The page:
The children suffering from a hidden epidemic
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Caleb was 13 years old when this happened nearly two years ago. In Mombasa, a city on Kenya’s coast, he says he sometimes zones out while sitting on the sofa with his mother and father.

He sometimes punches the wall out of rage. Near-death experiences cause trauma, he says.

His son stands and pulls up his white vest, revealing a thick, angry scar covering almost the entire back.

To use as skin grafts, the surgeon had to remove large pieces of skin from his thighs.

Agnes Mutiri shows pictures of Caleb on her phone, too graphic to be published, of him in the hospital. His legs, back, arms, and even his face are covered with lacerations as he lies face down on the bed. In total, there were almost a hundred people.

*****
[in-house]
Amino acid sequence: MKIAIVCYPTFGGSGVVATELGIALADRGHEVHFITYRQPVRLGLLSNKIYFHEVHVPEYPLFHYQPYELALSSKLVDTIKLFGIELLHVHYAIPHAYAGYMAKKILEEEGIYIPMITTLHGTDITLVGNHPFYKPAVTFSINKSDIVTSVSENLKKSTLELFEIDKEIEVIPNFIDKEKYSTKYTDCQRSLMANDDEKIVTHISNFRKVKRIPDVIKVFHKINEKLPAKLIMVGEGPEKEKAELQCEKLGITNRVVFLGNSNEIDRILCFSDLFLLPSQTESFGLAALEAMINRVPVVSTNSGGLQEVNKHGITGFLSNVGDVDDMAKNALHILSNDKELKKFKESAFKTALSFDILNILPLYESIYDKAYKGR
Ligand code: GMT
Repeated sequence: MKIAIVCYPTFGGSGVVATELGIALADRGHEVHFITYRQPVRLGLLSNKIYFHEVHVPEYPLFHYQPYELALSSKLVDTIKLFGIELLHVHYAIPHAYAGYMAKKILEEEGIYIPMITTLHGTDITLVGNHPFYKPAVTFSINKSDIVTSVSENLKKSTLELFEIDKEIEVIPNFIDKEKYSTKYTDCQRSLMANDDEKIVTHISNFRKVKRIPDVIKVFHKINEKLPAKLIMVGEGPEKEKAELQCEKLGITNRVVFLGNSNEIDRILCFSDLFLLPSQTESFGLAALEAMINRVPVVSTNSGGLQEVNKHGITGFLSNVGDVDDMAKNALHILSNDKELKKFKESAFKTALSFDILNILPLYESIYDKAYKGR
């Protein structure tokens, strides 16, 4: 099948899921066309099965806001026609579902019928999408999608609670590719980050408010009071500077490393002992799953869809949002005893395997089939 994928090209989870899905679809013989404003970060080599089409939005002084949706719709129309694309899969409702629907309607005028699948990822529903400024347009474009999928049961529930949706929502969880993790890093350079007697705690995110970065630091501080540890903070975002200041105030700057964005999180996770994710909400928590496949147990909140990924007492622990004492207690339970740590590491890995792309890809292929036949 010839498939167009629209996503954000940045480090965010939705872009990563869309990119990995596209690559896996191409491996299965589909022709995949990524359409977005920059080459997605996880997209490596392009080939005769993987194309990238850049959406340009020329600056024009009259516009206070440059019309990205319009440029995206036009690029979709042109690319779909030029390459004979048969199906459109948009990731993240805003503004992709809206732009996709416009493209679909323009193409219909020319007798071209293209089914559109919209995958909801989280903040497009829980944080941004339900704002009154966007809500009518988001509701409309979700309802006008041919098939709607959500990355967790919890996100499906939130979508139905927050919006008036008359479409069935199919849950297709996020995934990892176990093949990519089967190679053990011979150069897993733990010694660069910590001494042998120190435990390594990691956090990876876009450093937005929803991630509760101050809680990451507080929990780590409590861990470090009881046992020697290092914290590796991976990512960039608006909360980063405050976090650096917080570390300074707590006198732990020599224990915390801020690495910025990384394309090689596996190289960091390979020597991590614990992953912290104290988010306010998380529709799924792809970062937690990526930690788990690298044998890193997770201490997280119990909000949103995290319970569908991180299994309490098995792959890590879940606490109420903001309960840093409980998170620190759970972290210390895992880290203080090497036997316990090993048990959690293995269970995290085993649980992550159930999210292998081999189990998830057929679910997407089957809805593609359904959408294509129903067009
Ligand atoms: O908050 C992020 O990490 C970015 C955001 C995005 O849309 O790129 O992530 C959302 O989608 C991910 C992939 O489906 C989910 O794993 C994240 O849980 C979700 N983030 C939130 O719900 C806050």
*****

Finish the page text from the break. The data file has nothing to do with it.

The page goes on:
In Kenya, corporal punishment in schools dates back to the era when missionaries and colonizers used it to assert their authority.

Kenyan government banned the practice in schools in 2001, but attitudes have been harder to change.

More than half of 18 to 24-year-olds in Kenya agreed that corporal punishment is necessary for teachers in the latest Violence Against Children report, a national household survey in 2019.